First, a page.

"Iraq has a rich national heritage," writes the BBC News. "The Garden of Eden and the Tower of Babel are said to have been sited in this ancient land." In 1938, while in Baghdad, German archeologist Wilhelm Koenig discovered a five-inch-long (13 cm) clay jar containing a copper cylinder that surrounded an iron rod. The jar showed signs of corrosion and seemed to have once contained a mild acid, such as vinegar or wine. Koenig believed these vessels to be galvanic cells, or parts of batteries, possibly used for electroplating gold onto silver objects. The acidic solution would serve as an electrolyte, or conducting medium. The dates of the artifacts are obscure. Koenig dated them to around 250 B.C. to A.D. 224, while others have suggested a range of A.D. 225-640. Subsequent researchers have demonstrated that replicas of the Baghdad Battery do indeed produce electrical current when filled with grape juice or vinegar.
Referring to the batteries in 2003, metallurgist Dr. Paul Craddock notes, "They are a one-off. As far as we know, nobody else has found anything like these. They are odd things; they are one of life's enigmas." Various other uses for the Baghdad batteries have been suggested, ranging from their use to produce electrical currents for the purpose
of acupuncture or to impress worshipers of idols. If wires or conductors are ever discovered along with other ancient batteries, this would support the idea that these objects functioned as batteries. Of course, even if the vessels did produce electric currents, this does not imply that the ancient people understood how the objects actually worked.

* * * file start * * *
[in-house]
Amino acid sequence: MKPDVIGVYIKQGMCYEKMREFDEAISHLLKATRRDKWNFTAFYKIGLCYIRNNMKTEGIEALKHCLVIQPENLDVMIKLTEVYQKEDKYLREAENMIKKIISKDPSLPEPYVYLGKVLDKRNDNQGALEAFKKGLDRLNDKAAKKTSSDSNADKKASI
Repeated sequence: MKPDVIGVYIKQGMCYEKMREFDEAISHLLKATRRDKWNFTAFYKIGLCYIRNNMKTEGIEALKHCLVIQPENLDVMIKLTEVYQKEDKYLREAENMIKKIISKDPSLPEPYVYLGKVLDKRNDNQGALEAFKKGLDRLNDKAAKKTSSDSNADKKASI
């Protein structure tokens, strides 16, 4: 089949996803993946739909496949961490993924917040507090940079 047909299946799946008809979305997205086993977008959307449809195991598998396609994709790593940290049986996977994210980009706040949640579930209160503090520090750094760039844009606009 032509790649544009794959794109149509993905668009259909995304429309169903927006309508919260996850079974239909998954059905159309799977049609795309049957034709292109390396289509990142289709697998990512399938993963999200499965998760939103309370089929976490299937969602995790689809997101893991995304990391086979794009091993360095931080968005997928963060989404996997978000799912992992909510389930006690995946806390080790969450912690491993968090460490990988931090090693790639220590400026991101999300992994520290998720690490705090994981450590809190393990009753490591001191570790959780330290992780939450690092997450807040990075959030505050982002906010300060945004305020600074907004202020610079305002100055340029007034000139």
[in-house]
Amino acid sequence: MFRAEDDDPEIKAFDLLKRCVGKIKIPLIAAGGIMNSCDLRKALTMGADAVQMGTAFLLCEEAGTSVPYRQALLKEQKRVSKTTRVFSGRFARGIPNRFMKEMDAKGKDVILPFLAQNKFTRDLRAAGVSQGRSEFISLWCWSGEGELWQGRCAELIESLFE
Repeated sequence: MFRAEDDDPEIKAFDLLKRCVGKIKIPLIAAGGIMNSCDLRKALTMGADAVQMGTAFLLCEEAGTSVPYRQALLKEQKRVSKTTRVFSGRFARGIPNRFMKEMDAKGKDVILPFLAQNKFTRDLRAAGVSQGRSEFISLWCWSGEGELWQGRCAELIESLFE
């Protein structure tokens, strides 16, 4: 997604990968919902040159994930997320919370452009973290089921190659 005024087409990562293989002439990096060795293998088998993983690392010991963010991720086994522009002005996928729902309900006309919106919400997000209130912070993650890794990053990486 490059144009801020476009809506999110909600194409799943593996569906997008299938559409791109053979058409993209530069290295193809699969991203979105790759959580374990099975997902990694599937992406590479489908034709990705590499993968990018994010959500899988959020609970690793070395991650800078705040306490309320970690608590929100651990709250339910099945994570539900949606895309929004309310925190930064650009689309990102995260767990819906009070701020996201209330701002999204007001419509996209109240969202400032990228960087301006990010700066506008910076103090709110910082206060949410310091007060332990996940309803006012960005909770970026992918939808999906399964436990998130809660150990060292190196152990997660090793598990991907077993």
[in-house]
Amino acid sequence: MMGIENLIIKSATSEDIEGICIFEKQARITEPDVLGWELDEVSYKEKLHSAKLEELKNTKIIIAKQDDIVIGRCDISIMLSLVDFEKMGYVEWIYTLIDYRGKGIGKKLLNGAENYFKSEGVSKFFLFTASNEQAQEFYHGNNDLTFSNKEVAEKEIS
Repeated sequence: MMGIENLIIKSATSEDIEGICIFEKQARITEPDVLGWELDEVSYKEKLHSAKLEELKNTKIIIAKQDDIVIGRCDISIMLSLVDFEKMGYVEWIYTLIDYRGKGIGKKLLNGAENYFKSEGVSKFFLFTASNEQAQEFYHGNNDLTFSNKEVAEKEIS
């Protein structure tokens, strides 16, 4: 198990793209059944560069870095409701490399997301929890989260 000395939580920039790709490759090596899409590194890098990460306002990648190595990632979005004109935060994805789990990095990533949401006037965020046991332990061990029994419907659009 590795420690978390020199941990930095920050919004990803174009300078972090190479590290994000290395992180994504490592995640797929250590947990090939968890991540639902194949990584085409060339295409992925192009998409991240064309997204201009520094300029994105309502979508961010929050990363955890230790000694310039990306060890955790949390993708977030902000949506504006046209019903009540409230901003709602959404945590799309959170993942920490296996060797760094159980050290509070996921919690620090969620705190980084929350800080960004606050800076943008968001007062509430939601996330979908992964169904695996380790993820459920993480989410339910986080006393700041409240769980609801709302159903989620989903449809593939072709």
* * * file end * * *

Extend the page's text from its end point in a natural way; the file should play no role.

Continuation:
SEE ALSO Von Guericke's Electrostatic Generator (1660), Battery (1800), Fuel Cell (1839), Leyden Jar (1744), Solar Cells (1954).
1814: Laplace's Demon — Pierre-Simon, Marquis de Laplace (1749-1827)
In 1814, French mathematician Pierre-Simon Laplace described an entity, later called Laplace's Demon, that was capable of calculating and determining all future events, provided that the demon was given the positions, masses, and velocities of every atom in the universe and the various known formulae of motion. "It follows from Laplace's thinking," writes scientist Mario Markus, "that if we were to include the particles in our brains, free will would become an illusion…. Indeed, Laplace's God simply turns the pages of a book that is already written."
During Laplace's time, the idea made a certain sense. After all, if one could predict the position of billiard balls bouncing around a table, why not entities composed of atoms? In fact, Laplace has no need of God at all in his universe.
Laplace wrote, "We may regard the present state of the universe as the effect of its past and the cause of its future. An intellect which at a certain moment would know all forces that set nature in motion, and all positions of all items of which nature is composed, if this intellect were also vast enough to submit these data to analysis, [it would embrace in] a single formula the movements of the greatest bodies of the universe and those of the tiniest atom; for such an intellect nothing would be uncertain and the future just like the past would be present before its eyes."